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Muscatine Amateur Radio Club celebrates 75 years

The Muscatine Amateur Radio Club is till going strong with a 75-year history of helping with anything it can in the community.

The first meeting of the amateur radio club was Jan. 21, 1948.

Amateur radio, or ham radio, uses radio frequency spectrums for the purpose of non-commercial communications. The communication is used for experimentation, personal recreation, and emergency communications. The federal government regulates the radio usage and issues individual station licenses.

The Muscatine Amateur Radio Club operates from a trailer during Field Day.

“We are just trying to make a difference,” said Scott Richardson, emergency coordinator for the amateur radio emergency service, a division of the club. “People don’t realize what we can do for them until something bad happens.”

He explained even documents can be moved over radio bands. Richardson said the club members can do anything over the radio most people can do over the Internet.

Richardson has been a ham radio operator for over 35 years. He started while living in Kansas where “chasing tornadoes and trying to keep away from them is part of life.” A friend who was a ham radio operator talked him into becoming licensed as a way of keeping track of inclement weather.

“Seeing the need here I started the ARES group and we tried to get it expanded into the counties around the area,” he said. Clubs have started in Cedar, Washington and Louisa counties.

A few times a year, he said, the club participates in a simulated emergency test where they drill with other counties or states. The drill usually happens the first week of October. Richardson said many times the whole United States is having a simulated emergency test and the radio operators work to make contact with the other groups throughout the U.S.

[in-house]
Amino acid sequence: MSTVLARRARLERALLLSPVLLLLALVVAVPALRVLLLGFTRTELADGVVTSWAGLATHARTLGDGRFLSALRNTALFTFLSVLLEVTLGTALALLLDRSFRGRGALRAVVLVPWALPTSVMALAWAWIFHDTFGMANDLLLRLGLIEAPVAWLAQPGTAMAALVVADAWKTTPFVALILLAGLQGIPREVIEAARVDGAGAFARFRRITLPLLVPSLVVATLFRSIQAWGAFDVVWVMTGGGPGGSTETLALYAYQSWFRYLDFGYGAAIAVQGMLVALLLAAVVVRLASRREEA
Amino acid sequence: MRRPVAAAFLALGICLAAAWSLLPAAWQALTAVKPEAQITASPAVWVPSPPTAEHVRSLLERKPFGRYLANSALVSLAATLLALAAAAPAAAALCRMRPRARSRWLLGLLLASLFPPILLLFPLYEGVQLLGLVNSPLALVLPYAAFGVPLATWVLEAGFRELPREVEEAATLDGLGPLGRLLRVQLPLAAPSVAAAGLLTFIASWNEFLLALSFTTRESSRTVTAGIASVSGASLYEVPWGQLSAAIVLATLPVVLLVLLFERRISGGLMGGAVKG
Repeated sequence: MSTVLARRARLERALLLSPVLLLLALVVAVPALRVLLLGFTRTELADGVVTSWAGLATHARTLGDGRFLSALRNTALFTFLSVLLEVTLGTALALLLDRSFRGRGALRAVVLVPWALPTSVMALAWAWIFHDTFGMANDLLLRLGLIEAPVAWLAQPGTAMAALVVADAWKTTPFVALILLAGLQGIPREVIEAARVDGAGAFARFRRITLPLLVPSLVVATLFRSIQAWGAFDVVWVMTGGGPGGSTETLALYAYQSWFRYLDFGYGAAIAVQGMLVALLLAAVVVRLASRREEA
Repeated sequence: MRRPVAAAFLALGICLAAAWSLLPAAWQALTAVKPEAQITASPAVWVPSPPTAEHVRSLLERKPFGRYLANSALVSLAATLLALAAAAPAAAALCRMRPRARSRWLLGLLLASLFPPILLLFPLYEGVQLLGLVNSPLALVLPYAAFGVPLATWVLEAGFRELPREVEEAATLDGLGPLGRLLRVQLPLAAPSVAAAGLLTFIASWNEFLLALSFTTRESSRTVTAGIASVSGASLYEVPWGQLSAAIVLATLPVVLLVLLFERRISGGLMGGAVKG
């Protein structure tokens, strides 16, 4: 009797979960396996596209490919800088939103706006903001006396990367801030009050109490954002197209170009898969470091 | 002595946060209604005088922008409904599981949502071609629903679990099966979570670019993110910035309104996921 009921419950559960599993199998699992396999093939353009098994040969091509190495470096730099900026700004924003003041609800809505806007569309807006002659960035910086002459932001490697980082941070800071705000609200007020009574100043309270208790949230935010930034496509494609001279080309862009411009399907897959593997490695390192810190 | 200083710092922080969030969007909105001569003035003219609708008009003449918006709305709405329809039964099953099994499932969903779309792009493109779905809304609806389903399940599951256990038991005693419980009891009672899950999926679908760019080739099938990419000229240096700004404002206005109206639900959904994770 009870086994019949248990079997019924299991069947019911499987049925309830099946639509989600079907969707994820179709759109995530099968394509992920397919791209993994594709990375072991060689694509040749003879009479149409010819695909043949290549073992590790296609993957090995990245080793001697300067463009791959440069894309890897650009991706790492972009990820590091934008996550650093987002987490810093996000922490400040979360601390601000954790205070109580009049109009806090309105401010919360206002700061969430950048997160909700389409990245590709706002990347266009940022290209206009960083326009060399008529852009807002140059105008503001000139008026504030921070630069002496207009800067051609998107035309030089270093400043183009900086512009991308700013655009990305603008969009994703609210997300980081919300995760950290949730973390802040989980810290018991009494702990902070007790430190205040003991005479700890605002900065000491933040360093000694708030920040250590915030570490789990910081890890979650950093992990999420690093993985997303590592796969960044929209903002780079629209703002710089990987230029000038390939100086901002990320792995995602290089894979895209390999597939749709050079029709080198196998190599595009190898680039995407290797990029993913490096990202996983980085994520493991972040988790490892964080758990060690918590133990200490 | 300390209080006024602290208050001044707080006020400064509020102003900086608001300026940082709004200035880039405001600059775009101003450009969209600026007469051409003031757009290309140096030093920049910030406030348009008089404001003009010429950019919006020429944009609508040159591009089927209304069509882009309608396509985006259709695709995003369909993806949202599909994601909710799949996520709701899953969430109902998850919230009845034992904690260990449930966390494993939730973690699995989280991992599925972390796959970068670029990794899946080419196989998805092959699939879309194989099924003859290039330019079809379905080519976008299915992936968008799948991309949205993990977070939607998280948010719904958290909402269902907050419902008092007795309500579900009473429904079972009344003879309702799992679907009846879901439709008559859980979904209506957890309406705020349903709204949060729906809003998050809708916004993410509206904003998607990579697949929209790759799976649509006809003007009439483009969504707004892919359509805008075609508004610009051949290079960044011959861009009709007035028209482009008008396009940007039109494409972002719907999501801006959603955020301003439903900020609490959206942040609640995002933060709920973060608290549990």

The club also participates in some other tests. Richardson mentioned Operation Black Swan, which was recently held in seven states throughout the Midwest.

“There really isn’t anything we can’t do,” he said. “We can help local forestry. We can do grid searches. We have a few operators who have remote flying licenses and they can work as drone pilots and help local law enforcement.”

The club also helps with communications at local retirement communities. The club has about 30 members, of which 26 are in the emergency service.

Every year during the last full week in June, the club participates in Field Day, during which members operate out of the club’s trailer to contact as many different states as possible over 24 hours.

Right now, the club is focused on replacing its 33-year-old communications trailer. Fundraising is being done to afford a new trailer and to outfit it. A member of the club had fronted the money for the trailer and the group is working to repay the loan while they are moving all the equipment to the new trailer. The club only recently became a 501c3, Richardson said. The club has only attempted to get one grant, which it did not recieve.

The annual fundraiser for the club is Hamfest — an amateur radio show and swap meet — being held at the Louisa County Fairground from 7 a.m. to 2 p.m. on Oct. 1.

“Hamfests aren’t what they used to be and the whole COVID outbreak changed everything,” he said. “”People got used to being on the phones and just ordering things.”

For more information on the club, go to


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